The food vehicle of transmission was determined in 168 (76%) of the 220 outbreaks in which a pathogen was identified (Table 2). For diseases caused by bacterial pathogens, meat or dairy products were the vehicles of transmission in 52% of the outbreaks in which the vehicle was known. For diseases caused by chemicals, fish or shellfish were the vehicles of transmission in 57% of the outbreaks. Food eaten in a restaurant was associated with 44% of outbreaks, and food eaten at home, with 30% (Table 3). The proportion of foodborne illness due to known etiologic agents was higher in the summer months than at any other time of year (Table 4). Discussion
The inconsistency in reporting can be seen by looking at the distribution of outbreaks by state. A few states, such as New York and Washington, reported a disproportionately large number of outbreaks. For example, New York State and New York City reported 323 outbreaks, almost one-half of those reported for the entire United States. While it is possible that states such as New York and Washington have a higher rate of foodborne disease, it is more likely that these figures simply represent differences in surveillance activity. The same inconsistency can be seen when looking at outbreaks by pathogen. CDC data show that C.botulinum is as common a foodborne pathogen as Campylobacter jejuni and Vibrio parahaemolyticus, a finding that indicates only that botulism is reported more comprehensively than some other pathogens.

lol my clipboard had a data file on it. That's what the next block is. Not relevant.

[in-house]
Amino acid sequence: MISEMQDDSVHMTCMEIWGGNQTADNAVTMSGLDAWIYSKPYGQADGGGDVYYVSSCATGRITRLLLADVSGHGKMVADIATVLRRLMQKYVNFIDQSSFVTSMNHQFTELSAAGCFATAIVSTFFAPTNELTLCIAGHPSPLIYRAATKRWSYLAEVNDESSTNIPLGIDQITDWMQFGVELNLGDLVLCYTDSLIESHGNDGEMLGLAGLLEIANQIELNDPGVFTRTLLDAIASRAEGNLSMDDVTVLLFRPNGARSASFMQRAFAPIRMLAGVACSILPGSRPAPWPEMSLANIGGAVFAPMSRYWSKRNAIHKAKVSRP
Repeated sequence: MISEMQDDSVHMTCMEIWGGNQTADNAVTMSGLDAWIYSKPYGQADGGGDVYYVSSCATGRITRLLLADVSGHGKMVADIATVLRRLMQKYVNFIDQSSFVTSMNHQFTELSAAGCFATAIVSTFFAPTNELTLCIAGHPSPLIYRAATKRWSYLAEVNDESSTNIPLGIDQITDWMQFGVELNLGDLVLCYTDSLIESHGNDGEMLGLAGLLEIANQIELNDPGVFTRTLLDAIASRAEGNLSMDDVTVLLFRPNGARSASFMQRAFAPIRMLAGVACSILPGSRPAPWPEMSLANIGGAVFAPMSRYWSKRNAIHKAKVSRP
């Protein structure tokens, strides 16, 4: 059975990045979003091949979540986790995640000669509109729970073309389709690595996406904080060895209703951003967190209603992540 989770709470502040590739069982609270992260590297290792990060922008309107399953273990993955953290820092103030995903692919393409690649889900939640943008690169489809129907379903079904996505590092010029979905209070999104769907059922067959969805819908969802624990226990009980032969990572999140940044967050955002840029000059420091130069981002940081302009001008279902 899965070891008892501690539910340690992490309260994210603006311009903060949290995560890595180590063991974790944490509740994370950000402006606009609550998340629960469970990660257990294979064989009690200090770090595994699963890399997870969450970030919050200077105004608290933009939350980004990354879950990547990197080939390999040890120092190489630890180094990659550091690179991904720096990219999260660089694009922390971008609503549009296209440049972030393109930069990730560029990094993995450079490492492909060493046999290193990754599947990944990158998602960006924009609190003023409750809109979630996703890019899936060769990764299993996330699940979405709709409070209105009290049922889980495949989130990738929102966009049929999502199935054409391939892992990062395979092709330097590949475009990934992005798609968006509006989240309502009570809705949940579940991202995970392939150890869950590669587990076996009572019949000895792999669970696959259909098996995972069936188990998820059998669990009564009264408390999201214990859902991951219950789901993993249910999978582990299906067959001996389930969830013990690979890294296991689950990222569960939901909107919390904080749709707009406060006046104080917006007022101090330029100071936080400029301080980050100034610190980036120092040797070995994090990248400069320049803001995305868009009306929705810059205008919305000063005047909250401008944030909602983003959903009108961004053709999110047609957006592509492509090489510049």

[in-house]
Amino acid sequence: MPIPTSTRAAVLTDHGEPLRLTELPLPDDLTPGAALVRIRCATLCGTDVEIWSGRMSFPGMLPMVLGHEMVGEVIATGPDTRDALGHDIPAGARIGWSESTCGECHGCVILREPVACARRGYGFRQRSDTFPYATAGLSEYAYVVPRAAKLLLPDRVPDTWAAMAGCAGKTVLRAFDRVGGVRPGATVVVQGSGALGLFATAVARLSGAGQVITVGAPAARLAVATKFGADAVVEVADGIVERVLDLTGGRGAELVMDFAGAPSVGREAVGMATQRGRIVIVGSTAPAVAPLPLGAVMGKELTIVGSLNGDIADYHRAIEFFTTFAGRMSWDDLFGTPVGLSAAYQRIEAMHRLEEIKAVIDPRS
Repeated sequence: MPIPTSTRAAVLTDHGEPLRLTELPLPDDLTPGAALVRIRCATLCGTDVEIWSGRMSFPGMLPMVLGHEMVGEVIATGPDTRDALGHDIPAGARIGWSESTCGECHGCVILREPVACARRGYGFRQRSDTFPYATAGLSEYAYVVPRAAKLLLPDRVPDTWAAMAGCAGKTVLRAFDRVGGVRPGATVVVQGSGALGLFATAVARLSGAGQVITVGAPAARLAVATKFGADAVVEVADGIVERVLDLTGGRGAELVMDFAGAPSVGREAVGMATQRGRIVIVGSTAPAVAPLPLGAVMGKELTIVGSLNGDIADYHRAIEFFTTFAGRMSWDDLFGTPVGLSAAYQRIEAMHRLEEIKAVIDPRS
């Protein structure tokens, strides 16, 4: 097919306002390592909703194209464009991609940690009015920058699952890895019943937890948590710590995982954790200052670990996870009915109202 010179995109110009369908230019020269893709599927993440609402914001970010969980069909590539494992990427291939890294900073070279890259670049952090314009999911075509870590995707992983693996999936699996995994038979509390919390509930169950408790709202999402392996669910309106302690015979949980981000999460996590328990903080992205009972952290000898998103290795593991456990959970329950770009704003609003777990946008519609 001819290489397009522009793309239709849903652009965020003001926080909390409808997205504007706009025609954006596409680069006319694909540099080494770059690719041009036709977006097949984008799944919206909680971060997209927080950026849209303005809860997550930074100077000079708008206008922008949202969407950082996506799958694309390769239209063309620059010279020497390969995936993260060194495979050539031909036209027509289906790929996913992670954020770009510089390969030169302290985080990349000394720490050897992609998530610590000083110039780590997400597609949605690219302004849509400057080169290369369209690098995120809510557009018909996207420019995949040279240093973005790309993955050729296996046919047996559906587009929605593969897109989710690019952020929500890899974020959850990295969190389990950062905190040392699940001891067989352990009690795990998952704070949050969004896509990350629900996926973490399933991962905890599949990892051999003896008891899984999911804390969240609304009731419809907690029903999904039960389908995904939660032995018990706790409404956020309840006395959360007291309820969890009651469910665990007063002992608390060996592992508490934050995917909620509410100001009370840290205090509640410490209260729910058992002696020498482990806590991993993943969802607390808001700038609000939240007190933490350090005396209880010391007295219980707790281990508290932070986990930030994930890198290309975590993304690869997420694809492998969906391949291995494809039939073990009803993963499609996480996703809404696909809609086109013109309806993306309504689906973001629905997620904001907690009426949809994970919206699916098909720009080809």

The number of outbreaks of foodborne disease of confirmed etiology that were reported to CDC over the last 5 years has remained relatively constant. The distribution of cases by etiologic agent has also remained fairly consistent. Etiologic agents typically have been confirmed in about 40% of all outbreaks. When etiologic agents have been confirmed, bacterial pathogens have consistently accounted for approximately two-thirds of the outbreaks, and chemical agents for an additional 20%-25%.
Many food preparation practices contribute to foodborne disease (Table 5). In 1982, the five most common practices, in order of frequency of occurrence, included 1) improper holding temperature, 2) food from an unsafe source, 3) inadequate cooking, 4) poor personal hygiene on the part of food handlers, and 5) contaminated equipment. In most of the outbreaks caused by bacterial pathogens, the food had been stored at improper holding temperatures. In outbreaks of botulism or trichinosis, the food had usually been inadequately cooked. In outbreaks of ciguatera and mushroom poisoning, the food itself was unsafe, and illness was not related to improper handling or preparation.
The large number of outbreaks in which no pathogen was identified points out the need for the improvement of investigative skills so that known pathogens can be identified more frequently, and new and as-yet-unidentified pathogens can be recognized.